Let's say I have the typical entity Car

class Car : Entity
    public double MaxSpeed { get; set; }
    public Color Color { get; set; }
    /* ... */

This entity, in my domain model, would be the root entity of an Aggregate.

Now let's say I specialize cars. I create a Ferrari, and the happy owners of Ferraris like to call them by a nickname:

class Ferrari : Car
    public string Nickname { get; set; }

Let's say I have another entity, the Company entity. It would be the root entity of another Aggregate. There are many people working on a company, represented by the entity Person. Persons may have cars. But the President of a company is usually very rich and this kind of people, they have Ferraris:

class President : Person
    public Ferrari Ferrari { get; set; }

In this situation, I have the entity President, who is inside the Company Aggregate, that is holding a reference to a Ferrari, an specialization of the root entity of another aggregate.

Is this correct in view of DDD? Can/should I consider the specialization of root entities themselves as root entities of the same aggregate? I mean, in the domain I described, is the entity Ferrari also the root entity of the Car Aggregate (since Ferrari is also a Car)?

Now let's say I have to persist this model to a Database. I think that my question does not depend on the OR/M framework I will use.

How should I build the table holding Cars? Should I build a single table Cars, with a "CarType" column (possible values: "Car", "Ferrari"), and a nullable Nickname column?

Or should I build a table for Cars and a table for Ferraris, the latter one having its PK a FK of Cars?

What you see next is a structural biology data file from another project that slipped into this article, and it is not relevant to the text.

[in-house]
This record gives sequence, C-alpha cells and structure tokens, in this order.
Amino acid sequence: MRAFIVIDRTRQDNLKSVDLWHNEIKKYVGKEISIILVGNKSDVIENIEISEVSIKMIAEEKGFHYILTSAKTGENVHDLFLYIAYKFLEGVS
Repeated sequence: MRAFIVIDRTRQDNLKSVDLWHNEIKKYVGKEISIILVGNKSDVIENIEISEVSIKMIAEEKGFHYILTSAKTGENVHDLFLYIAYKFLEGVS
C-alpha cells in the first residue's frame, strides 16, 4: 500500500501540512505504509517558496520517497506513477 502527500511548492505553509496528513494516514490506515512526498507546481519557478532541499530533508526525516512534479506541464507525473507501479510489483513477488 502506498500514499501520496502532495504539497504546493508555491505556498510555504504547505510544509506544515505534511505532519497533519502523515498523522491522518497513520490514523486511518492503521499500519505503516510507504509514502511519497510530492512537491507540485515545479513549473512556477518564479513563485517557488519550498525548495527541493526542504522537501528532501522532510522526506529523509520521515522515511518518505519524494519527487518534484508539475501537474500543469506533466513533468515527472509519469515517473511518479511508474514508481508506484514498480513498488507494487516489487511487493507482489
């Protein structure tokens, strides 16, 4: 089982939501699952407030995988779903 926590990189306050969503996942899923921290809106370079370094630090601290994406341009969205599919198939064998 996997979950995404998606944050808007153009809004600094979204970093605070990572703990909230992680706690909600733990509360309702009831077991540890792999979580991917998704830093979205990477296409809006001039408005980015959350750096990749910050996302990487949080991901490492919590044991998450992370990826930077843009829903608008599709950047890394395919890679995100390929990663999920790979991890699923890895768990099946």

I think you start losing a lot of the flexibility of the system by creating concrete types of these entities. The type of relationship that you are implying is something I generally hand with a "Type" entity. For example, you have a car. A Ferrari is a type of car. The two entities that are borne from that are a Car and a CarType.

The way that you are talking about doing it, you would have to add new entities every time a new type is introduced. If all that you are trying to capture is the "nickname" of the car, I would think that is just another piece of data, and not another entity. Unless you have different data (i.e. different property names) and/or behavior differences in Car entities for different types, you do not gain much with this approach. I would rather have repository methods like FindCarByType() and deal with one type of entity, to reduce risk.

I am by no means a DDD expert, and I am struggling with some concepts (or more like struggling with the multiple interpretations of some concepts). I am finding that there is not a 100% pure implementation, and that there are nuances to each implementation that I have seen.

Edit Follows

I see that I misread part of what you had written. I see that nickname is not for all vehicles, but just for Ferrari : Car. I think that the answer is really "it depends". How much domain specialization do you have in the rest of your model? Having a nickname might be prevalent amongst Ferrari entities, but is it exclusive? It isn't only about the actual data, but the requirements. Basically it comes down to how much specialization your are expecting in these entities.